Bibliography: Bilingual Education (page 008 of 829)

This annotated bibliography is reformatted and customized by the Center for Positive Practices.  Some of the authors featured on this page include Sangeeta Bagga-Gupta, Lisa Markman-Pithers, Joanne Jacobs, Anthony Garza, Connie Mayer, Herbert Igboanusi, Phyllis M. Robertson, Natalia Mehlman Petrzela, Lisa Barrow, and Kip Austin Hinton.

Mayer, Connie; Leigh, Greg (2010). The Changing Context for Sign Bilingual Education Programs: Issues in Language and the Development of Literacy, International Journal of Bilingual Education and Bilingualism. The widespread implementation of newborn hearing screening and advances in amplification technologies (including cochlear implants) have fundamentally changed the educational landscape for deaf learners. These changes are discussed in terms of their impact on sign bilingual education programs with a focus on the relationships between language and the development of literacy and the changing role of signed language in this process.   [More]  Descriptors: Bilingual Education, Deafness, Bilingual Education Programs, Bilingualism

Kim, So Jung (2016). "Pink Is a Girl's Color": A Case Study of Bilingual Kindergarteners' Discussions about Gender Roles, Critical Inquiry in Language Studies. This article discusses the results of an empirical study that examined young bilingual students' discussions of picture books dealing with gender themes in a Spanish/English bilingual classroom. The study focused on the reading of five picture books by sixteen 5-year-old Mexican-origin children at a small charter school. The data were collected by video/audio recordings, interviews, and children's artifacts over a period of five months. The findings suggest that discussions about gender roles using two languages have potential to help kindergarten bilingual children think critically about gender roles and avoid gender stereotypes. This study aims to offer critical approaches to early childhood and bilingual education, providing insights into how teachers can create supportive literacy environments in which bilingual children can develop a critical awareness of gender and gender roles from an early age.   [More]  Descriptors: Mexican Americans, Bilingual Students, Picture Books, Charter Schools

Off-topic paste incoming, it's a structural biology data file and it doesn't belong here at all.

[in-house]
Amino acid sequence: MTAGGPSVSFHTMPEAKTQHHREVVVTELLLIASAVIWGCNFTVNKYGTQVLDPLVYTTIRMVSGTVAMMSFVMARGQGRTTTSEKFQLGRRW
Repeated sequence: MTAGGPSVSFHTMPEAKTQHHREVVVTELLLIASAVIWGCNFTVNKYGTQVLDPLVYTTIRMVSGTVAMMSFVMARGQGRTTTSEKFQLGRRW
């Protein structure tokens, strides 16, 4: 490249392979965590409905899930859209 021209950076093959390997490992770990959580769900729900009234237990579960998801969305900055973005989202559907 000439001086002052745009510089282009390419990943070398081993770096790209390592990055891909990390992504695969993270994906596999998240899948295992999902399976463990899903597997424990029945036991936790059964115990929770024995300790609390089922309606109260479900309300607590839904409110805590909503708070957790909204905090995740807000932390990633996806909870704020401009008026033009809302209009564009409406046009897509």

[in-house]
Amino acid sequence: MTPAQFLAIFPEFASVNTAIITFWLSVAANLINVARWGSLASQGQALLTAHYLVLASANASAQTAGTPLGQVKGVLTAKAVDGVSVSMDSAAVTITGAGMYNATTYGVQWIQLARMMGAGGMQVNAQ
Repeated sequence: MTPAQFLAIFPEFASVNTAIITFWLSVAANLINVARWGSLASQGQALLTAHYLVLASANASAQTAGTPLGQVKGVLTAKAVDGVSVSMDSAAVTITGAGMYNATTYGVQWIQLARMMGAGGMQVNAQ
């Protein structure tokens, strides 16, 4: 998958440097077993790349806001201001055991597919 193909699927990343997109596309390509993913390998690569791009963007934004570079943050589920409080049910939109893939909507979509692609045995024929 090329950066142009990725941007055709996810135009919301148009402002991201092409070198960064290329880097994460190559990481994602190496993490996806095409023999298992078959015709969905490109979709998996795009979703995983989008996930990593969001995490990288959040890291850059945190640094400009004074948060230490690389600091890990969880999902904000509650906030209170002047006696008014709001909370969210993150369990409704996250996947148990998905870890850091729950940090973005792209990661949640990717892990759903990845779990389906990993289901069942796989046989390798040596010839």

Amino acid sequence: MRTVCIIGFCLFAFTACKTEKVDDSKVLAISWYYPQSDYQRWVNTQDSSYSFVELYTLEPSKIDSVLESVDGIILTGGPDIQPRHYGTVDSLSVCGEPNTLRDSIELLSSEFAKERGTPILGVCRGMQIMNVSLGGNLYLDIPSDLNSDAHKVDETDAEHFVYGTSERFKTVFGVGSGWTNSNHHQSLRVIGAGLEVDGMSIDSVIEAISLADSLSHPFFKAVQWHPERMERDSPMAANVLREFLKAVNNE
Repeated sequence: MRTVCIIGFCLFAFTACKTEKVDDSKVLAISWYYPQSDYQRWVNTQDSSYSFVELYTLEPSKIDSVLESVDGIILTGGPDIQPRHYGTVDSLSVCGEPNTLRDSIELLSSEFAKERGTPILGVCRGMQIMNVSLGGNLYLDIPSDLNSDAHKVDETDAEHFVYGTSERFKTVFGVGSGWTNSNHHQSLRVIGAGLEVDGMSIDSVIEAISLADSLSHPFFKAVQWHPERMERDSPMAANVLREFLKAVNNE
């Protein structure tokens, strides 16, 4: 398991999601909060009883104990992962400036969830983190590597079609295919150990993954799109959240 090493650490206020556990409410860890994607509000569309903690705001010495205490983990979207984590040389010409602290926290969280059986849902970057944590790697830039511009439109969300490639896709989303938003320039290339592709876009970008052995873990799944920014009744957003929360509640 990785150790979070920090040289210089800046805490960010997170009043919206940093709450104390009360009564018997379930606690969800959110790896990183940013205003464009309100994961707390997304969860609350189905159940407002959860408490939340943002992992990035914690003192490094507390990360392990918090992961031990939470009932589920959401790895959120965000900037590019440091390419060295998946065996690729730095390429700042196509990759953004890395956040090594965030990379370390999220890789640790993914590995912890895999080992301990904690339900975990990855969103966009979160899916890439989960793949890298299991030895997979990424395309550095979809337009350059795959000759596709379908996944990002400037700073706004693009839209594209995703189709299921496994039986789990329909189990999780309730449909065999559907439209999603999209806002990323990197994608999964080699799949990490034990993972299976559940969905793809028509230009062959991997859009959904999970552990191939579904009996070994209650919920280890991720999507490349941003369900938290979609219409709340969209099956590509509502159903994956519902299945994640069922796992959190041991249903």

Ortiz, Alba A.; Robertson, Phyllis M.; Wilkinson, Cheryl Y.; Liu, Yi-Juin; McGhee, Belinda D.; Kushner, Millicent I. (2011). The Role of Bilingual Education Teachers in Preventing Inappropriate Referrals of ELLs to Special Education: Implications for Response to Intervention, Bilingual Research Journal. Data from three interrelated studies of English Language Learners who were identified as having reading-related learning disabilities suggest that the majority of participants were misclassified. Bilingual education teachers and other educational professionals had difficulty distinguishing students for whom special education referral was appropriate from those whose learning problems could be explained by factors such as inconsistent schooling or failure to provide timely interventions to address their learning needs. The role of bilingual education teachers in screening, assessment, and progress monitoring; the delivery of tiered instruction; and the documentation of results over time is discussed, along with guidance for deciding whether a student should be referred to special education. Implications for the design and implementation of Response to Intervention for ELLs are also discussed along with the corresponding professional development needs.   [More]  Descriptors: Learning Problems, Intervention, Bilingual Education, Learning Disabilities

Patrinos, Harry Anthony; Velez, Eduardo (2009). Costs and Benefits of Bilingual Education in Guatemala: A Partial Analysis, International Journal of Educational Development. The benefits of bilingual education for a disadvantaged indigenous population as an investment in human capital are significant. Students of bilingual schools in Guatemala have higher attendance and promotion rates, and lower repetition and dropout rates. Bilingual students receive higher scores on all subject matters, including mastery of Spanish. The efficiency of bilingual education is confirmed by a crude cost-benefit exercise. A shift to bilingual schooling would result in considerable cost savings because of reduced repetition. The higher quality of education generating higher promotion rates will help students complete primary education and will substantially increase completion rates at low cost. The costs saving due to bilingual education is estimated at $5 million, equal to the cost of primary education for 100,000 students.   [More]  Descriptors: Bilingual Students, Human Capital, Indigenous Populations, Dropout Rate